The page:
“Give me your name,” he said.
The way his eyelashes fluttered when he said that gave him away: he had seen right through me and was now going to use that knowledge against me. I had been through this so many times before, in both México and the United States—a young man would coax that hidden part of me out into the open and then stomp on it. It was the part of me that made me vulnerable, no matter where I lived, no matter where I went.
Without moving, I felt myself withdraw into myself. The cave of the camper became darker, and I wanted to vanish inside it. My look of hurt, of disappointment, was also a strategy, though it didn’t always work, but when it did my tormenter would take pity on me and drop his game. This time, the moment was interrupted by my grandfather’s return. He arrived holding a few cassette tapes, and with his free hand he reached up to grab the camper door.
“Excuse me, boy,” Abuelo said. His voice sounded so kind and feminine that it made me angry. The one time I might have excused my grandfather’s rudeness, that acidic tongue he used on me too often, was not to be.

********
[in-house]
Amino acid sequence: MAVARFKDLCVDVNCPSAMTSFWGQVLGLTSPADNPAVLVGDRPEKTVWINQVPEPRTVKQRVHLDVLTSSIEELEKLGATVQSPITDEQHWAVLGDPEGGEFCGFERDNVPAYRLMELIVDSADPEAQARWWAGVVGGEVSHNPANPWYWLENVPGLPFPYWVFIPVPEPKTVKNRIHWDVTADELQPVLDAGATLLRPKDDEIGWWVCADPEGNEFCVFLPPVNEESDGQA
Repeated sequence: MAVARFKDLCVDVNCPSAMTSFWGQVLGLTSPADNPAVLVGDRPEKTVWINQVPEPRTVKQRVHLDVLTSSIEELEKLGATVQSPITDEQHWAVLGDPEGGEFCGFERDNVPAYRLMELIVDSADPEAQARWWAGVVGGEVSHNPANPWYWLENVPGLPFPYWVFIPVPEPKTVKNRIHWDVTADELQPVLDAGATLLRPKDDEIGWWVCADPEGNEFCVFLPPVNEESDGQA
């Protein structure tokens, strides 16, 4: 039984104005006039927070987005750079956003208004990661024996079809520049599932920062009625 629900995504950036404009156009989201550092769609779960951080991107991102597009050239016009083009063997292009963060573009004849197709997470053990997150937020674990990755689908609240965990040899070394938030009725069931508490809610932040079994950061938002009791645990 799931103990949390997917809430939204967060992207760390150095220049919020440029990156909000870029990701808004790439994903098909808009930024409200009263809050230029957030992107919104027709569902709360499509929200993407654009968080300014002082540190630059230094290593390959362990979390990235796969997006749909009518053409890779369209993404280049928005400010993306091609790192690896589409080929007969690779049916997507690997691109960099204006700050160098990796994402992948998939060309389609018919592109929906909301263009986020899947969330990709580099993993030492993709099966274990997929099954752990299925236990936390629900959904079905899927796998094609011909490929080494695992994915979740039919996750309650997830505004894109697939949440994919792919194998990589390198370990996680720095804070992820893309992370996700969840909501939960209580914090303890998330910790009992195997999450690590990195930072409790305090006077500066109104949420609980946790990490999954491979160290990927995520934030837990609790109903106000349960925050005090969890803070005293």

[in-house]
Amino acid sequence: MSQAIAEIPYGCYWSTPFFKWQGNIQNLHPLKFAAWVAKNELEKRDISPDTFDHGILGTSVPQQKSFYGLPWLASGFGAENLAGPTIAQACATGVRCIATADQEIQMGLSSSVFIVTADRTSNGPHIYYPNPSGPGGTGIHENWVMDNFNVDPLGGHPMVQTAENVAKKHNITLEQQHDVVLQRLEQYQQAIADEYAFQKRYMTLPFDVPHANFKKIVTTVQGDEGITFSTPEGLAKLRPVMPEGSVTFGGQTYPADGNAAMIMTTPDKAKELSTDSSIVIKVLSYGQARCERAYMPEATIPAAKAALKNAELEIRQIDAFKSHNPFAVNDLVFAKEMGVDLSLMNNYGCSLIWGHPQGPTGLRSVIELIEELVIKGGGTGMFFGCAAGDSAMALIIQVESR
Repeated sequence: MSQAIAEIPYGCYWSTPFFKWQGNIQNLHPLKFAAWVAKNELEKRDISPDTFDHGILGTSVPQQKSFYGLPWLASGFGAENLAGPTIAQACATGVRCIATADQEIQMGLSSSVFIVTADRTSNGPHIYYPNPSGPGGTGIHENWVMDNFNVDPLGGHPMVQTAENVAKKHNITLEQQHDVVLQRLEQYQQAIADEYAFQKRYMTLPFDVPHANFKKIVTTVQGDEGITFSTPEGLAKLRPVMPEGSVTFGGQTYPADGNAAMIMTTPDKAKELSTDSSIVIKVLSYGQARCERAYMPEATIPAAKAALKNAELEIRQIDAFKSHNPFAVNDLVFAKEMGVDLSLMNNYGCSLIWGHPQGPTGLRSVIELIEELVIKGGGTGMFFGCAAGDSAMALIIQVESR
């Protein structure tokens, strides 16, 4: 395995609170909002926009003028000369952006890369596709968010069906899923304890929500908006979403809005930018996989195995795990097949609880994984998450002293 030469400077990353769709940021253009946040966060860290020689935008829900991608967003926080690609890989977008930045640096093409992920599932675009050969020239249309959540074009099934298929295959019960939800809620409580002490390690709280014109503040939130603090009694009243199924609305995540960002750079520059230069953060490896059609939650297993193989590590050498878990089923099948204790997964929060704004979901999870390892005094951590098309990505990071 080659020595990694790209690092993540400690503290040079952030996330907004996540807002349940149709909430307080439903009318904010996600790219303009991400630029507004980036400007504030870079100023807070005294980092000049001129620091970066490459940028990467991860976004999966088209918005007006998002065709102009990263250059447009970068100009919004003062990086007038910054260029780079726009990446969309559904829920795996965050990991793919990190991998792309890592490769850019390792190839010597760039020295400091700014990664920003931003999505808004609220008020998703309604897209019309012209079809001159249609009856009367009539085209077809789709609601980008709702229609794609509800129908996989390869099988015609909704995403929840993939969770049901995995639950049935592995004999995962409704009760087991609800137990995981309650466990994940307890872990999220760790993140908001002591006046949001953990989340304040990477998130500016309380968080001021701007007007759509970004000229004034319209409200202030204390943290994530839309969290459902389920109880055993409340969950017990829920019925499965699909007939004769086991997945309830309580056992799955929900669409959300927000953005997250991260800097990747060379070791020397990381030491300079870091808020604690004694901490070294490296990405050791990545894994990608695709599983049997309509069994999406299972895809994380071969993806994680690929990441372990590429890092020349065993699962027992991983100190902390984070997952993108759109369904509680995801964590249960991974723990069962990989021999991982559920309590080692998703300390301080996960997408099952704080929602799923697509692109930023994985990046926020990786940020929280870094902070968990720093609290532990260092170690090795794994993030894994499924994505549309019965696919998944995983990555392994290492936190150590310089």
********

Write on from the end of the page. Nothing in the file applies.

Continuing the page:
The young man rolled out of the way as my grandfather closed the door on me, and I was once again protected inside. A minute later we were on the road again, headed for Zacapu. Abuelo Ramón tested one of the tapes. The speakers were latched to the inside of the camper, which is why my grandparents turned the volume up, high enough so they could hear from the cabin. I was locked inside with the violins and guitars, the high-pitched pirekua singers, no Purépecha vocabulary, and no marbles in my pocket. I saw the young man through the small back window, and I forgave him because he had less than me and I had the luxury of summer travel, clean American clothes, and, if I really wanted them, toys, shiny and new. And yet I envied him because on his rusty old bicycle he could be himself, because, unlike me, he was undeniably free.